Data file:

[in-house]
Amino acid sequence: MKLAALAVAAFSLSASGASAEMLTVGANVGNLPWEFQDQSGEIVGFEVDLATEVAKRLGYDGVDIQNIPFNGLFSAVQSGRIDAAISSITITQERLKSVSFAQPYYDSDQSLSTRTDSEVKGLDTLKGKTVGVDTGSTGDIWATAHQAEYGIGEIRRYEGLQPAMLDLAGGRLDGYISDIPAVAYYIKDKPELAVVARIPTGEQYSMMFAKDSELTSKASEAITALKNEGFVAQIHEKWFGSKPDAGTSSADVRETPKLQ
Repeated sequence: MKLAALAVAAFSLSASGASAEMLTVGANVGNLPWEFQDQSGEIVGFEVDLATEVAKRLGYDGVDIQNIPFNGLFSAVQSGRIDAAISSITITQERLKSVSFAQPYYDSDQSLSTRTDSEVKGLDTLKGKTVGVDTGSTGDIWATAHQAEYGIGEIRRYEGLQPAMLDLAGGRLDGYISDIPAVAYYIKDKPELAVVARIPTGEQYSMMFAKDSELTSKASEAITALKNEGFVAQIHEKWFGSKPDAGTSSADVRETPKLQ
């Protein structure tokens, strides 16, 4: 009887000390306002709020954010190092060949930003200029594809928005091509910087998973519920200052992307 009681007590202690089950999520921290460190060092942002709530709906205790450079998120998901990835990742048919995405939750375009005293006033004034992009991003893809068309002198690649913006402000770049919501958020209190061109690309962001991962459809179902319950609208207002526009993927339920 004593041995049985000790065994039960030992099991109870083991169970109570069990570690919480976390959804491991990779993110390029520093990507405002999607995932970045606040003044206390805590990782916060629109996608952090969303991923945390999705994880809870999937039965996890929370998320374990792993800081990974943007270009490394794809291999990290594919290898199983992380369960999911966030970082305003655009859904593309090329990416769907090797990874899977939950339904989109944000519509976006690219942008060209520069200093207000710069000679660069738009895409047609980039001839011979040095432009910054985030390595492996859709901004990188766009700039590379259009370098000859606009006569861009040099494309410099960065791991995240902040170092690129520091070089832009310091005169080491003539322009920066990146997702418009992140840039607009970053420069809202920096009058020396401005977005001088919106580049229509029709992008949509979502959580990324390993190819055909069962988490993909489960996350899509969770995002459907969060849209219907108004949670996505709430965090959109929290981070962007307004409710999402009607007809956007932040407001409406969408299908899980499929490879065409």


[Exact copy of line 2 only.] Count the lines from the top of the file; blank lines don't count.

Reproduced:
Amino acid sequence: MKLAALAVAAFSLSASGASAEMLTVGANVGNLPWEFQDQSGEIVGFEVDLATEVAKRLGYDGVDIQNIPFNGLFSAVQSGRIDAAISSITITQERLKSVSFAQPYYDSDQSLSTRTDSEVKGLDTLKGKTVGVDTGSTGDIWATAHQAEYGIGEIRRYEGLQPAMLDLAGGRLDGYISDIPAVAYYIKDKPELAVVARIPTGEQYSMMFAKDSELTSKASEAITALKNEGFVAQIHEKWFGSKPDAGTSSADVRETPKLQ